The girls couldn’t sleep summer nights, because of the light slipping in from outside. And on nights when their father was coming home, they waited up for him and the candy bar. She remembers running into his arms; the cold petroleum smell of his work clothes.

But when they asked questions about where he had been and what he had been doing, he said very little. Only their mother told them what they wanted to know about oil underground and the dividend checks the family received every year.

One winter night, their father came home early. His left hand was wrapped in bandages like a fat white mitten. There had been an accident; his hand was smashed. After a couple of days, they removed the bandages to take pictures, pictures Isabel can still draw up in her mind: horizontal blue lines where fingernails should have been; swollen, flat, crooked fingers that all curved in the same direction at the middle joint.

Daddy, why are your fingers going west? Isabel asked. Having just learned how to use a compass, she believed left was always west.

There was no answer. He thought he would never play guitar again.


Years later, in Portland, their father began to tell them his stories. They trickled out of him, as if his past were slowly melting: the early days of long winters snowed in at the homestead; his father shooting the first moose to wander down the driveway in the fall; moose sandwiches for months; working summers as a teenager, cleaning trash and outhouses in camp grounds (banging a big aluminum spoon against the garbage pails to frighten off bears); leaving home at sixteen to play music with feckless friends; his father getting their band a gig at a bar (brothel) in Kenai, not asking how his father knew the owner (madam); searching piles of fish heads for a human hand at the cannery one summer; the fishing boat he sank all his money into; the friend who sank the boat; and, eventually, working on the North Slope.

There were only two places to work, he said: the canneries or the Slope. He had worked both. It was an explanation and an apology. Though for what, Isabel still wasn’t sure. He always seemed to be flying away from them when they were little girls. Isabel thought that he believed this was the reason their mother stopped loving him. That was an easy explanation, but the apology was more complicated.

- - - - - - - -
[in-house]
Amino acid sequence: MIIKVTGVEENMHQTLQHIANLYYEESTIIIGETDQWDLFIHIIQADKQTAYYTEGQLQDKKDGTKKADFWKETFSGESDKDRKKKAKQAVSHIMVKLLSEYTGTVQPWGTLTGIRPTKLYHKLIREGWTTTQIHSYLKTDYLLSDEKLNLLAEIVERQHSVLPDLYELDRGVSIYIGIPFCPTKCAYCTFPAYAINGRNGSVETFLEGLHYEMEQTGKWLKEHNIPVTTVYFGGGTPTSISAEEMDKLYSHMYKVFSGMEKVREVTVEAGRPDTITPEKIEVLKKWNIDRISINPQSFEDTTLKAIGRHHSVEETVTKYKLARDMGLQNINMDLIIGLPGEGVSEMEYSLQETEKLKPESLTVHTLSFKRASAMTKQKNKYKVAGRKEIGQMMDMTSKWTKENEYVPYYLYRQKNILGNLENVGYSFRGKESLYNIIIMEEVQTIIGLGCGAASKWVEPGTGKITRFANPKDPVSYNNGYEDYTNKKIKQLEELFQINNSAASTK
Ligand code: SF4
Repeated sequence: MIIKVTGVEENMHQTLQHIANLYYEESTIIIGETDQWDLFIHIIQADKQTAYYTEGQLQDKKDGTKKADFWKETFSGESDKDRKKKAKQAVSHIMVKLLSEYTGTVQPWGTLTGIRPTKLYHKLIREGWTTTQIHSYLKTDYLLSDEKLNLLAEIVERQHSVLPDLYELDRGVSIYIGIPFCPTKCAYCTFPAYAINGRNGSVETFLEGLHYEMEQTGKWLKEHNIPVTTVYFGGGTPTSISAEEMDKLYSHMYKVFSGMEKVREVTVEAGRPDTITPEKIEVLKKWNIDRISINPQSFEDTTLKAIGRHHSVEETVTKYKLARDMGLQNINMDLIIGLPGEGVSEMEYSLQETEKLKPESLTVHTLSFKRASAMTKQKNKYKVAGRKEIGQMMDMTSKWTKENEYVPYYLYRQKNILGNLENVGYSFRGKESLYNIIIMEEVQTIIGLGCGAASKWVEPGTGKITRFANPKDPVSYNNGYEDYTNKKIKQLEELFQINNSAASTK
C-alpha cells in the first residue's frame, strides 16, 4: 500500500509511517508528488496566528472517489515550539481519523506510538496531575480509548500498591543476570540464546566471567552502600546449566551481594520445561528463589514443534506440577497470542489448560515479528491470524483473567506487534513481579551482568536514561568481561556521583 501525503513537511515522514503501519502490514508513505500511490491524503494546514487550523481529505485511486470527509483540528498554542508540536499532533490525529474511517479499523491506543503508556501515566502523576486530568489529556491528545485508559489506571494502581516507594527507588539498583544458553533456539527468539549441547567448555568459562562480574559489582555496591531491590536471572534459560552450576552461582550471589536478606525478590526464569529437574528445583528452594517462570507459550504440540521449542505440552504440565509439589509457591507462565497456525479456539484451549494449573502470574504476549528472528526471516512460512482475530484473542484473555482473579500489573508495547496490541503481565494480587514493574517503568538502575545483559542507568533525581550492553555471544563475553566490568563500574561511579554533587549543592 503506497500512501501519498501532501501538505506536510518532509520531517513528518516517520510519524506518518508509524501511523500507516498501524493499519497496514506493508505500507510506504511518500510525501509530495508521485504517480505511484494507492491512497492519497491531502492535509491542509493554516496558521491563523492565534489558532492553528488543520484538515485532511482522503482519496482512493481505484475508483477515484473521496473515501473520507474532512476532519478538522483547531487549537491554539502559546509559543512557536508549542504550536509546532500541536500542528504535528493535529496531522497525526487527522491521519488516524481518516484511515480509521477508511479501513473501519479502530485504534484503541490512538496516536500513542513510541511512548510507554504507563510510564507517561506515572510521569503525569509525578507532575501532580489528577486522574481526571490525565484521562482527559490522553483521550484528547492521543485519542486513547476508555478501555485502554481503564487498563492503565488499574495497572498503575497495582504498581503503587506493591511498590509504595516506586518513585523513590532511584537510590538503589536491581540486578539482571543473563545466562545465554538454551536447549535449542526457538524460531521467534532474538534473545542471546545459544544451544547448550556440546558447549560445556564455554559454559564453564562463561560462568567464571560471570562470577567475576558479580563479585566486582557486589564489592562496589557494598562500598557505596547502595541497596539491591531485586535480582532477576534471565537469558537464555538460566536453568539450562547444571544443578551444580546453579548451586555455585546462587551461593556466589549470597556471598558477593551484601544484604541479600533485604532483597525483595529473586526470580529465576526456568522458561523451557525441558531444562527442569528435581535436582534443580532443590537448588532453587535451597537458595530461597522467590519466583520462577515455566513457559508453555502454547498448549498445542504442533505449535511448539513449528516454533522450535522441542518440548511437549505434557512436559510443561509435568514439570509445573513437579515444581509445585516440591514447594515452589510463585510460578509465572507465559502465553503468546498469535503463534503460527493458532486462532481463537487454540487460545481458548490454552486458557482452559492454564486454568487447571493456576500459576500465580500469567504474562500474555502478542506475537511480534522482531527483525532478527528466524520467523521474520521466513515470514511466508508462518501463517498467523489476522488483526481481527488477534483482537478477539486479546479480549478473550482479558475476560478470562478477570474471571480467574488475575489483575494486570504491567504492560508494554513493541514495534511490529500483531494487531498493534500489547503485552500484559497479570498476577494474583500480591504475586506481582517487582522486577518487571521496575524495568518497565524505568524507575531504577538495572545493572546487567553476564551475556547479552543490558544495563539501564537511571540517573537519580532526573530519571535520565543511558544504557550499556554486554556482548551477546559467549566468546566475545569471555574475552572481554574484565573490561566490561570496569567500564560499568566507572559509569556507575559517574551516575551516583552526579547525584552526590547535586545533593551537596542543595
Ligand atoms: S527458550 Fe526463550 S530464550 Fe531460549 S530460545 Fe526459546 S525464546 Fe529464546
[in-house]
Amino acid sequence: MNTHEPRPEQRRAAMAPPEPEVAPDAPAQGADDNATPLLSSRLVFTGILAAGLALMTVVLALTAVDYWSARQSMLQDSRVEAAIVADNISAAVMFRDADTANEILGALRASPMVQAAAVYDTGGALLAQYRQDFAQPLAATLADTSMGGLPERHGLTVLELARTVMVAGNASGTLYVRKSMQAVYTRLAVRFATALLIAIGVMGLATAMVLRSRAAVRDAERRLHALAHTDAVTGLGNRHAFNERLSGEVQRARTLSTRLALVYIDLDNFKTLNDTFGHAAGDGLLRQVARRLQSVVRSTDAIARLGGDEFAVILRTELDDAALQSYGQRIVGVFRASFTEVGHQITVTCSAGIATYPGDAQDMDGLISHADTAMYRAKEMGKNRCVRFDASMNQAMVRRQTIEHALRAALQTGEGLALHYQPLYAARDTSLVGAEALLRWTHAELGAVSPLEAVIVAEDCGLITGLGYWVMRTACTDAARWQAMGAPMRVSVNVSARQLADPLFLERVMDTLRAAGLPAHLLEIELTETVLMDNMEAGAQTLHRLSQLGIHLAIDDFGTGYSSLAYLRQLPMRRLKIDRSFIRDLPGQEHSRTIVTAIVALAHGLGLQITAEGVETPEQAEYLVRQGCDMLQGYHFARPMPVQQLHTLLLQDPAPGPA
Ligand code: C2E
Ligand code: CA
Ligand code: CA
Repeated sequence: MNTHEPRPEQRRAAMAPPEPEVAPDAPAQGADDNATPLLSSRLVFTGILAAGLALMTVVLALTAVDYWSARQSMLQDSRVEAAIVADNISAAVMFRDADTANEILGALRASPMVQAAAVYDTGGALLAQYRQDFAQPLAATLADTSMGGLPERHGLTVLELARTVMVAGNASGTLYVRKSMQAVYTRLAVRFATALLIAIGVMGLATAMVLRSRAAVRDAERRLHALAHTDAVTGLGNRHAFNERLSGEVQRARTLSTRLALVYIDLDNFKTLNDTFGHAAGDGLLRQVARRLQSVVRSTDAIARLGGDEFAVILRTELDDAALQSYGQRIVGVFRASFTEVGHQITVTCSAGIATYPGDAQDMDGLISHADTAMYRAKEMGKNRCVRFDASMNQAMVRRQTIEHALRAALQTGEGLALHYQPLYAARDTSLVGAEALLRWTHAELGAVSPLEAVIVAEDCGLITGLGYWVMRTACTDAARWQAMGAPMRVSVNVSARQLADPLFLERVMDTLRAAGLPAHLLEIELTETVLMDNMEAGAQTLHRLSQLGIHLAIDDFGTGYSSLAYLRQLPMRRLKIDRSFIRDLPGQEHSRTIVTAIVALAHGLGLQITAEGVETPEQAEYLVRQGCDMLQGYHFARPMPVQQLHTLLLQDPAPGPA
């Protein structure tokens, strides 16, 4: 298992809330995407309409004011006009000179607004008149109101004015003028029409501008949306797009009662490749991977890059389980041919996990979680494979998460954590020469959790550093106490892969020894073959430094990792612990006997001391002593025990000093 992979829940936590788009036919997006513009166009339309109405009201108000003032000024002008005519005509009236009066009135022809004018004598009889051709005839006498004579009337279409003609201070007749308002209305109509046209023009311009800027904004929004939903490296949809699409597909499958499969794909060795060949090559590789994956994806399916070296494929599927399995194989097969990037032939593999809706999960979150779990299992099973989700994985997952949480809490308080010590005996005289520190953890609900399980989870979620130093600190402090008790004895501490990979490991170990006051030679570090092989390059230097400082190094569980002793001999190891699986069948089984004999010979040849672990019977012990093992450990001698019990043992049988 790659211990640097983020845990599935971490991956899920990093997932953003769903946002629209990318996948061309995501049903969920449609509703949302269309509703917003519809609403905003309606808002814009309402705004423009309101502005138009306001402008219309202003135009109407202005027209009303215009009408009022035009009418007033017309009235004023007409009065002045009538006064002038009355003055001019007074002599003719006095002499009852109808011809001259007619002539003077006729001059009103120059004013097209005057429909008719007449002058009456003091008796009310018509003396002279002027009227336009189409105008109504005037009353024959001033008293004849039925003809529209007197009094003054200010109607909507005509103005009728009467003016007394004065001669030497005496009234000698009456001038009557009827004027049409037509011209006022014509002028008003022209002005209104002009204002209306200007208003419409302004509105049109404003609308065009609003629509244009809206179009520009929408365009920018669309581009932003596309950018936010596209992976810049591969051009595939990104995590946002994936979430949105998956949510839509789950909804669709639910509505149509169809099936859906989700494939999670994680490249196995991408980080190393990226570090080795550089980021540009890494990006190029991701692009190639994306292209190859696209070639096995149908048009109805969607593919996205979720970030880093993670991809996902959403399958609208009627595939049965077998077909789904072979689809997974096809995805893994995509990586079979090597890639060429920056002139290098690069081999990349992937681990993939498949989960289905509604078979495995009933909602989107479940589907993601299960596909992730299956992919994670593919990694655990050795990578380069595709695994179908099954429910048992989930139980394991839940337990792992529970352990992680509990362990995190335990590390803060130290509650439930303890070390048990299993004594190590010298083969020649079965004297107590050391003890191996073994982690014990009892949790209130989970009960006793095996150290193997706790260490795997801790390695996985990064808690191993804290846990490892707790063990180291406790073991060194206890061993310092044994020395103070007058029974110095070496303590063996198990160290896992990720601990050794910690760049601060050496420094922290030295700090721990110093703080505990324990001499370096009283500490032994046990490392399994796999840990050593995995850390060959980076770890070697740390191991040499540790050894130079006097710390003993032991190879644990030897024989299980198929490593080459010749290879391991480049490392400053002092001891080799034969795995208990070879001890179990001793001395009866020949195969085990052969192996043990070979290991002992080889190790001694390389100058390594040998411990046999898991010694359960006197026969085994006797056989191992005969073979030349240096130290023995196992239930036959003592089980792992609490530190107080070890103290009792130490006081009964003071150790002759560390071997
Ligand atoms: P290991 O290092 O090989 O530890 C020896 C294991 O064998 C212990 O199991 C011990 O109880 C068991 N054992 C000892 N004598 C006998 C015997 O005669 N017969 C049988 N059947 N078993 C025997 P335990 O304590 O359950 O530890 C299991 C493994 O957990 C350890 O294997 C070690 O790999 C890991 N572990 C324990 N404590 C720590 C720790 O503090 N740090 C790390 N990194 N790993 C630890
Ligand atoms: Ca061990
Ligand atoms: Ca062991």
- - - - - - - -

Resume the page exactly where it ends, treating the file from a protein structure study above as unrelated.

There was the pipeline and the oil that thrummed through it. There was evidence of harm all around—as close as the end of his arm. Beyond, there was the spill that coated the sea and the coastline and all the animals. Then there was the thaw, the threateningly deep, vast thaw: a lucid dream of a legacy for children who know better but cannot stop it.

Isabel cannot read magazine articles or books about the North. She cannot watch the nature programs about the migrations of birds and mammals dwindling, the sea ice thinning, and the erosion of islands. And she does not want to know what has happened to her great-grandmother’s house by the woods, sold years ago to people who let gutted cars rot in the front yard.

When she thinks about her northern childhood now, she thinks of her father, flying to the Slope with all the other fathers, toiling in permafrost. She sees him in his work coat and heavy boots, hardhat over a woolen skullcap, slipping coins into the slot of a vending machine, pressing the button and hearing the clink and the drop, reaching his undamaged left hand through the metal flap for the candy bar.

© 2012 Alexis M. Smith